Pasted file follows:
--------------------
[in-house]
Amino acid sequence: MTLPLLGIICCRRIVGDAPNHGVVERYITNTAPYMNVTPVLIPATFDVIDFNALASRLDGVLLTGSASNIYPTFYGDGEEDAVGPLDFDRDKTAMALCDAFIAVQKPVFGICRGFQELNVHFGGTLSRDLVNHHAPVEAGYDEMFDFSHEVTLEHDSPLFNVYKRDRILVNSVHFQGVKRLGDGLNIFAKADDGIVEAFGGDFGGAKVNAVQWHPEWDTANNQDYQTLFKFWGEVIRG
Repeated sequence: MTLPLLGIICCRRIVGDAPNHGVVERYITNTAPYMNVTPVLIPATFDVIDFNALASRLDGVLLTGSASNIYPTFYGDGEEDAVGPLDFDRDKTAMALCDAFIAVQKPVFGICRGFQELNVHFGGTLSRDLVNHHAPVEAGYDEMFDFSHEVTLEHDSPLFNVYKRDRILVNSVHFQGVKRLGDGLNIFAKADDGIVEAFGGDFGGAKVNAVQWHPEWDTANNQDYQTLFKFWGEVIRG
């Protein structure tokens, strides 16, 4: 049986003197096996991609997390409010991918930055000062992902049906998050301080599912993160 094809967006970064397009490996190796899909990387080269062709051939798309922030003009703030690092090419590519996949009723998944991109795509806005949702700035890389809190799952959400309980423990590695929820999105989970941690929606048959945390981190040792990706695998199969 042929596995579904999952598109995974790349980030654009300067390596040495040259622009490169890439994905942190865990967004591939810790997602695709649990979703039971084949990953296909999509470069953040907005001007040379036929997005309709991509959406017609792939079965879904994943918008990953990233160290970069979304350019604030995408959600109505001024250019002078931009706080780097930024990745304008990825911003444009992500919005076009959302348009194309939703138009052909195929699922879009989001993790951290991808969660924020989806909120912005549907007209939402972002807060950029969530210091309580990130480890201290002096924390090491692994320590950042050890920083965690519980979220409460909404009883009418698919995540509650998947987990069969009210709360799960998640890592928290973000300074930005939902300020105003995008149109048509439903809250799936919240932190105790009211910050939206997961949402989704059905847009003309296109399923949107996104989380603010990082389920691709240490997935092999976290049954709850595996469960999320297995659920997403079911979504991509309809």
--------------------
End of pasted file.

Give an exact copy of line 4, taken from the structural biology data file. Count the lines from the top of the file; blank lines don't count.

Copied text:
């Protein structure tokens, strides 16, 4: 049986003197096996991609997390409010991918930055000062992902049906998050301080599912993160 094809967006970064397009490996190796899909990387080269062709051939798309922030003009703030690092090419590519996949009723998944991109795509806005949702700035890389809190799952959400309980423990590695929820999105989970941690929606048959945390981190040792990706695998199969 042929596995579904999952598109995974790349980030654009300067390596040495040259622009490169890439994905942190865990967004591939810790997602695709649990979703039971084949990953296909999509470069953040907005001007040379036929997005309709991509959406017609792939079965879904994943918008990953990233160290970069979304350019604030995408959600109505001024250019002078931009706080780097930024990745304008990825911003444009992500919005076009959302348009194309939703138009052909195929699922879009989001993790951290991808969660924020989806909120912005549907007209939402972002807060950029969530210091309580990130480890201290002096924390090491692994320590950042050890920083965690519980979220409460909404009883009418698919995540509650998947987990069969009210709360799960998640890592928290973000300074930005939902300020105003995008149109048509439903809250799936919240932190105790009211910050939206997961949402989704059905847009003309296109399923949107996104989380603010990082389920691709240490997935092999976290049954709850595996469960999320297995659920997403079911979504991509309809």